To the Editor:—
The excellent article by Jonsson et al. 1provides biophysical insight into the mechanism of action of succinylcholine on the muscle-type acetylcholine receptors. They conclude that succinylcholine activates these receptors followed by desensitization.
The initial phase of activation results in an endplate potential that opens the adjacent voltage-gated sodium channel, resulting in repetitive waves of action potentials that manifest as initial muscle fasciculations. Because succinylcholine is not metabolized by the specific cholinesterase at the endplate, the succinylcholine-induced depolarization is maintained, and the outer voltage-gated sodium channel remains open. However, the inner time-dependent sodium gate will close, resulting in an endplate-muscular block. Because the depolarizing block is beyond the endplate, it is not characterized by tetanic fade or posttetanic facilitation and is potentiated by neostigmine (fig. 1A).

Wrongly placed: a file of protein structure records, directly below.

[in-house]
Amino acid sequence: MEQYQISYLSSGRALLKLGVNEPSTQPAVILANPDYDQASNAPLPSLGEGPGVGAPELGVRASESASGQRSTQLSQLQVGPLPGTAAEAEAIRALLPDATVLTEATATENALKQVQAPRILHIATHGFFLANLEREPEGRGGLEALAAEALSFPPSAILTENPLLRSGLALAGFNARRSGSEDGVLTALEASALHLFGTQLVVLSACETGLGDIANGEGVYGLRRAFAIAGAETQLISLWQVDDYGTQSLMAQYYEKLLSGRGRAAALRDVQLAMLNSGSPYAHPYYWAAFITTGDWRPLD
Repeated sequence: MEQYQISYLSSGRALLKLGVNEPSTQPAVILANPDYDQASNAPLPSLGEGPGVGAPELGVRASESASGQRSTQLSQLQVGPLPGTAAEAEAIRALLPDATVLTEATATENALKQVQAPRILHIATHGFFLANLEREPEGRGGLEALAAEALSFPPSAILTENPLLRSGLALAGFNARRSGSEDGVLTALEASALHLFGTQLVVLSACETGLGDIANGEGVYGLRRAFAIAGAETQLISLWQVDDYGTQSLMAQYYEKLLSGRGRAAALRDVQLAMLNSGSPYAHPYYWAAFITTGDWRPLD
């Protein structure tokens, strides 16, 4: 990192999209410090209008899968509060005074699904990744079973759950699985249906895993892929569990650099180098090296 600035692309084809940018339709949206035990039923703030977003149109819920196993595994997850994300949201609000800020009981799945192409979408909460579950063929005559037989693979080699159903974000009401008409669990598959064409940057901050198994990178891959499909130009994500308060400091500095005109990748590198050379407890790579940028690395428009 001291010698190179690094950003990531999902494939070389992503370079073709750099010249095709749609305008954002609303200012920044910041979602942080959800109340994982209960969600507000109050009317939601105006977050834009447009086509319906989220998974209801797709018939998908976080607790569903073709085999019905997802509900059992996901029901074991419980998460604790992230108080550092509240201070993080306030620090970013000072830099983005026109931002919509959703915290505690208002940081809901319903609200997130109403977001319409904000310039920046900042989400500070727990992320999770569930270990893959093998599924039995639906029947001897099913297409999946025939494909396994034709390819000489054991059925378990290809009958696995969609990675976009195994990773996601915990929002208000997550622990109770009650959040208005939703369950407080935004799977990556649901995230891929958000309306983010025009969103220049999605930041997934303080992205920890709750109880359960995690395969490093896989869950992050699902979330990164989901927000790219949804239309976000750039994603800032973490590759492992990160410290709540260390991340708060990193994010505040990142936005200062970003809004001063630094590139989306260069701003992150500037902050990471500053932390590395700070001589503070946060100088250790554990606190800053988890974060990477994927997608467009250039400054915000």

Prolonged exposure of the endplate to succinylcholine will result in progressive desensitization to the depolarizing action of succinylcholine, as well as to the chemical transmitter acetylcholine; hence, the block will gradually change from a depolarizing endplate-muscular block (Phase I) into a desensitizing Phase II neuromuscular block, which is characterized by progressive tetanic fade and posttetanic facilitation. The neuromuscular block may be antagonized by neostigmine. The degree of reversal by neostigmine is proportional to the extent of fade and posttetanic facilitation (fig. 1, B and C).2
American University of Beirut, Beirut, Lebanon. firstname.lastname@example.org